2012-08-31

If You Can't Get Out, Get In

...So we hover. Can't get out, and won't go in.

In his book, Let Your Life Speak: Listening for the Voice of Vocation, Parker Palmer tells a story about why one might want to take the inner journey -- plunge into it, since we can't get out of it. Palmer writes:
"In my early forties, I decided to go on the program called Outward Bound. I was on the edge of my first depression, a fact I knew only dimly at the time, and I thought Outward Bound might be a place to shake up my life and learn some of the things I needed to know. I chose the weeklong course at Hurricane Island, off the coast of Maine. I should have known from that name what was in store for me; next time I will sign up for the course at Happy Gardens or Pleasant Valley!

Though it was a week of great teaching, deep community and genuine growth, it was also a week of fear and loathing. In the middle of that week, I faced the challenge I feared most. One of our instructors backed me up to the edge of a cliff 110 feet above solid ground. He tied a very thin rope to my waist-a rope that looked ill-kempt to me and seemed to be starting to unravel-and told me to start 'rappelling' down that cliff.

'Do what?' I said.

'Just go!' the instructor explained, in typical Outward Bound fashion. So I went-and immediately slammed into a ledge, some four feet down from the edge of the cliff, with bone-jarring, brain-jarring force.

The instructor looked down at me: 'I don't think you've quite got it.'

'Right,' said I, being in no position to disagree. 'So what am I supposed to do?'

'The only way to do this,' he said, 'is to lean back as far as you can. You have to get your body at right angles to the cliff so that your weight will be on your feet. It's counterintuitive, but it's the only way that works.'

I knew that he was wrong, of course. I knew that the trick was to hug the mountain, to stay as close to the rock face as I could. So I tried it again, my way -- and slammed into the next ledge, another four feet down. "You still don't have it," the instructor said helpfully.

'OK,' I said, 'tell me again what I am supposed to do.'

'Lean way back,' said he, 'and take the next step.' The next step was a very big one, but I took it-and wonder of wonders, it worked, I leaned back into empty space, eyes fixed on the heavens in prayer, made tiny, tiny moves with my feet, and started descending down the rock face, gaining confidence with every step.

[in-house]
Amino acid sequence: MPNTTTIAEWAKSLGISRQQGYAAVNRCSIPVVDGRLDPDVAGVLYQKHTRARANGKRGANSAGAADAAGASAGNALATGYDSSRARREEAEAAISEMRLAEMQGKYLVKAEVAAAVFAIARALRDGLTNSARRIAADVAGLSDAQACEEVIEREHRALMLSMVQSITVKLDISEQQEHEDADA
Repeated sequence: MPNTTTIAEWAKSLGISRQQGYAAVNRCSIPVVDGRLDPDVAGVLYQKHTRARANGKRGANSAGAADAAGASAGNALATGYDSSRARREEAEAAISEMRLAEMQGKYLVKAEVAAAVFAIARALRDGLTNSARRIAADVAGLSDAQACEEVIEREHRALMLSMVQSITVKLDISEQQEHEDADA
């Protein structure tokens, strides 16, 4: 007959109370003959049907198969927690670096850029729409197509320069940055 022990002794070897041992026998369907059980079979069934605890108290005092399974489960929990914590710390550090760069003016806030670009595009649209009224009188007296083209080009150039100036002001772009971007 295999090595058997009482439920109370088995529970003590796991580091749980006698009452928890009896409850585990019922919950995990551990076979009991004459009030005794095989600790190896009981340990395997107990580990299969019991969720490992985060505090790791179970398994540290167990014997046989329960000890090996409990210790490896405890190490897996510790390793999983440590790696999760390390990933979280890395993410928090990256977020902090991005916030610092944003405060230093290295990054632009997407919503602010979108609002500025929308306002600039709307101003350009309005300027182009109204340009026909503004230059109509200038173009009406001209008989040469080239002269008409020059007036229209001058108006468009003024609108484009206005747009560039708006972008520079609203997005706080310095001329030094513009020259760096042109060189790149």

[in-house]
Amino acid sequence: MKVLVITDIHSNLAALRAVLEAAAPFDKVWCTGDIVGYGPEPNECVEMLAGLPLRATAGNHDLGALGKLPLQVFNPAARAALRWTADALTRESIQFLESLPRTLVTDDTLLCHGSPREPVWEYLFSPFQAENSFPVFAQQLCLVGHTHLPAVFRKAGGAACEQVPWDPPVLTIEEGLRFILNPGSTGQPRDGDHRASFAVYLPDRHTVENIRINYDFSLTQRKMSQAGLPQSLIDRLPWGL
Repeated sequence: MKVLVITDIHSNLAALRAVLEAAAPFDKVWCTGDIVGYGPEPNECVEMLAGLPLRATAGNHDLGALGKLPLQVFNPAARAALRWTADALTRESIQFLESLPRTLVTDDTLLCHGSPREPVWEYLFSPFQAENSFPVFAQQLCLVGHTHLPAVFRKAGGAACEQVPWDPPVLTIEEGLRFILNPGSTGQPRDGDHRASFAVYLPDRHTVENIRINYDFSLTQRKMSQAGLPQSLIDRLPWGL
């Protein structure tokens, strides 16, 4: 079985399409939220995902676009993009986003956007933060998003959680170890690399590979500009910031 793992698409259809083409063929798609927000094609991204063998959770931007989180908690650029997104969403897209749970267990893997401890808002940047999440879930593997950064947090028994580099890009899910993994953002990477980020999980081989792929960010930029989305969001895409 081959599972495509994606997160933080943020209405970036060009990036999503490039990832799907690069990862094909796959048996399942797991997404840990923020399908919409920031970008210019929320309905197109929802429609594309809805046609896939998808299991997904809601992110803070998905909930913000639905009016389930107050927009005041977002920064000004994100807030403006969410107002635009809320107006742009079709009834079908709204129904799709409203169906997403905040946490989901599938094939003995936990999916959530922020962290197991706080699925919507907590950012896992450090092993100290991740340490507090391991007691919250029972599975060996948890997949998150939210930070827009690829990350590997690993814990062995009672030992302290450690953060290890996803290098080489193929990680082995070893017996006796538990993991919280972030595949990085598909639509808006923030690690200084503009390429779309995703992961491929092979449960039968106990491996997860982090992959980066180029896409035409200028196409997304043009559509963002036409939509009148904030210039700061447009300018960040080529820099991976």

I was about halfway down when the second instructor called up from below: 'Parker, I think you'd better stop and see what's just below your feet.'

I lowered my eyes very slowly -- so as not to shift my weight -- and saw that I was approaching a deep hole in the face of the rock. To get down, I would have to get around that hole, which meant I could not maintain the straight line of descent I had started to get comfortable with. I would need to change course and swing myself around that hole, to the left or to the right. I knew for a certainty that attempting to do so would lead directly to my death -- so I froze, paralyzed with fear. The second instructor let me hang there, trembling, in silence, for what seemed like a very long time. Finally, she shouted up these helpful words: 'Parker, is anything wrong?'

To this day, I do not know where my words came from, though I have twelve witnesses to the fact that I spoke them. In a high, squeaky voice, I said, 'I don't want to talk about it.'

'Then,' said the second instructor, 'it's time that you learned the Outward Bound motto.'

'Oh, keen,' I thought. 'I'm about the die, and she's going to give me a motto!'

But then she shouted ten words I hope never to forget, words whose impact and meaning I can still feel: 'If you can't get out of it, get into it!' I had long believed in the concept of 'the word become flesh,' but until that moment, I had not experienced it. My teacher spoke words so compelling that they bypassed my mind, went into my flesh, and animated my legs and feet.

There was no way out of my dilemma except to get into it.

So my feet started to move, and in a few minutes I made it safely down.” (Parker Palmer, Let Your Life Speak, 82-85)
Because there is no way out of one's inner life, one had better get into it. “Had better,” doesn’t mean we will.

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This is part 3 of 6 of "What Growing Looks Like"

Next: Part 4: "Only Way Out is Through"
Previous: Part 2: "Books, Retreats, and the Grown-Up Work of Growing"
Beginning: Part 1: "Growth Amidst Perfection"